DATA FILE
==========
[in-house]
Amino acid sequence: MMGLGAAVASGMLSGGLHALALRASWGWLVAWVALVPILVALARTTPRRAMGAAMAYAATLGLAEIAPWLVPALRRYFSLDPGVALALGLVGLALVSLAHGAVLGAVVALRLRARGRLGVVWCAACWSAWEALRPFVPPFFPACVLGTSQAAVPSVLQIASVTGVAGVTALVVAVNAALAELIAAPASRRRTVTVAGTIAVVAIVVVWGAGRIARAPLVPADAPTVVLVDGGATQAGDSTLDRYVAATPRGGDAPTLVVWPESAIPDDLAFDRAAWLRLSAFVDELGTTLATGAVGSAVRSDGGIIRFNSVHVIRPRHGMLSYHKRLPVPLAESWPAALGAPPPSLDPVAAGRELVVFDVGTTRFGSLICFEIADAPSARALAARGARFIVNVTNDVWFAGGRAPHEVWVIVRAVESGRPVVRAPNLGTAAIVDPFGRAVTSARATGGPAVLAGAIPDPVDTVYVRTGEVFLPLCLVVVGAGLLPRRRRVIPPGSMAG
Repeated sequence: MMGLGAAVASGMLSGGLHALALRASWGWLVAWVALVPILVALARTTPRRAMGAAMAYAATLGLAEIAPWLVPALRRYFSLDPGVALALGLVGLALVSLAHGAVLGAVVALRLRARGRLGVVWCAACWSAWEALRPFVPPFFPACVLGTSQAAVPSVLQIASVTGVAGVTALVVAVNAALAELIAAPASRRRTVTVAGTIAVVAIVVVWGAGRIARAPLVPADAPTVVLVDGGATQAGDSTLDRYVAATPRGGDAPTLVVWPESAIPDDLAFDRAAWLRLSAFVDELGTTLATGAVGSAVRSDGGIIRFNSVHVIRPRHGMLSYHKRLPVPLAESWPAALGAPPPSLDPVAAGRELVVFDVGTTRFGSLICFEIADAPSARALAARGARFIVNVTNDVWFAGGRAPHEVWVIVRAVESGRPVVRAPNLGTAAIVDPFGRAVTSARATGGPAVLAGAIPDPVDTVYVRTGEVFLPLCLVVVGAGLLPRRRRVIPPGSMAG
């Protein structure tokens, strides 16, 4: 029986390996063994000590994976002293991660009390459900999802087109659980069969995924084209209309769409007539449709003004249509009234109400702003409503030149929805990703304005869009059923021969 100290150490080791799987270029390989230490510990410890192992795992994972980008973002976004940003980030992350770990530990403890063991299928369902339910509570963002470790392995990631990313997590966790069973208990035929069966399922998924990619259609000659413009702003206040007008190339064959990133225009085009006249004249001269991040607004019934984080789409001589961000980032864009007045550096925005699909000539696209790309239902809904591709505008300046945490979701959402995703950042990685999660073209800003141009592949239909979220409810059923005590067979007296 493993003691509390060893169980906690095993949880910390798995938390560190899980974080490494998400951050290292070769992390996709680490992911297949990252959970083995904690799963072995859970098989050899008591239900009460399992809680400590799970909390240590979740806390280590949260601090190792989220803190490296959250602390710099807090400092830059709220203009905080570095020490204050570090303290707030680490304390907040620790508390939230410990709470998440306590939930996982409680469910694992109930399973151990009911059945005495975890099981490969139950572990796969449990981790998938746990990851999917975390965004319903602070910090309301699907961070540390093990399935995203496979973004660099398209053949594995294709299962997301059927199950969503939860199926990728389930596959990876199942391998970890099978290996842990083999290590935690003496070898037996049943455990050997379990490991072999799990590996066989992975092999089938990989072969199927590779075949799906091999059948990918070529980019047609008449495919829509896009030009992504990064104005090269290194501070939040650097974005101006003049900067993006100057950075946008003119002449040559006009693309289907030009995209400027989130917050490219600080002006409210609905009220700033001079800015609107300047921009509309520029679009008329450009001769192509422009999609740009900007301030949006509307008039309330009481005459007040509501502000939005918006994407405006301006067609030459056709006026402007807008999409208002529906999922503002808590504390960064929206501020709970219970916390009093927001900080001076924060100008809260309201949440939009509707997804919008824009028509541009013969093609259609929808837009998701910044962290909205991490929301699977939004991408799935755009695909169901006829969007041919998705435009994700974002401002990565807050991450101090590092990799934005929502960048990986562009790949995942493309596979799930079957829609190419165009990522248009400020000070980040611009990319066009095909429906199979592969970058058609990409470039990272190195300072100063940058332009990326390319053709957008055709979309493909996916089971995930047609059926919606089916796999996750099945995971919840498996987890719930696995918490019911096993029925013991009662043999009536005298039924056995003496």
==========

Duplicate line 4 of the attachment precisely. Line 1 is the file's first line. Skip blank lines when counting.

């Protein structure tokens, strides 16, 4: 029986390996063994000590994976002293991660009390459900999802087109659980069969995924084209209309769409007539449709003004249509009234109400702003409503030149929805990703304005869009059923021969 100290150490080791799987270029390989230490510990410890192992795992994972980008973002976004940003980030992350770990530990403890063991299928369902339910509570963002470790392995990631990313997590966790069973208990035929069966399922998924990619259609000659413009702003206040007008190339064959990133225009085009006249004249001269991040607004019934984080789409001589961000980032864009007045550096925005699909000539696209790309239902809904591709505008300046945490979701959402995703950042990685999660073209800003141009592949239909979220409810059923005590067979007296 493993003691509390060893169980906690095993949880910390798995938390560190899980974080490494998400951050290292070769992390996709680490992911297949990252959970083995904690799963072995859970098989050899008591239900009460399992809680400590799970909390240590979740806390280590949260601090190792989220803190490296959250602390710099807090400092830059709220203009905080570095020490204050570090303290707030680490304390907040620790508390939230410990709470998440306590939930996982409680469910694992109930399973151990009911059945005495975890099981490969139950572990796969449990981790998938746990990851999917975390965004319903602070910090309301699907961070540390093990399935995203496979973004660099398209053949594995294709299962997301059927199950969503939860199926990728389930596959990876199942391998970890099978290996842990083999290590935690003496070898037996049943455990050997379990490991072999799990590996066989992975092999089938990989072969199927590779075949799906091999059948990918070529980019047609008449495919829509896009030009992504990064104005090269290194501070939040650097974005101006003049900067993006100057950075946008003119002449040559006009693309289907030009995209400027989130917050490219600080002006409210609905009220700033001079800015609107300047921009509309520029679009008329450009001769192509422009999609740009900007301030949006509307008039309330009481005459007040509501502000939005918006994407405006301006067609030459056709006026402007807008999409208002529906999922503002808590504390960064929206501020709970219970916390009093927001900080001076924060100008809260309201949440939009509707997804919008824009028509541009013969093609259609929808837009998701910044962290909205991490929301699977939004991408799935755009695909169901006829969007041919998705435009994700974002401002990565807050991450101090590092990799934005929502960048990986562009790949995942493309596979799930079957829609190419165009990522248009400020000070980040611009990319066009095909429906199979592969970058058609990409470039990272190195300072100063940058332009990326390319053709957008055709979309493909996916089971995930047609059926919606089916796999996750099945995971919840498996987890719930696995918490019911096993029925013991009662043999009536005298039924056995003496």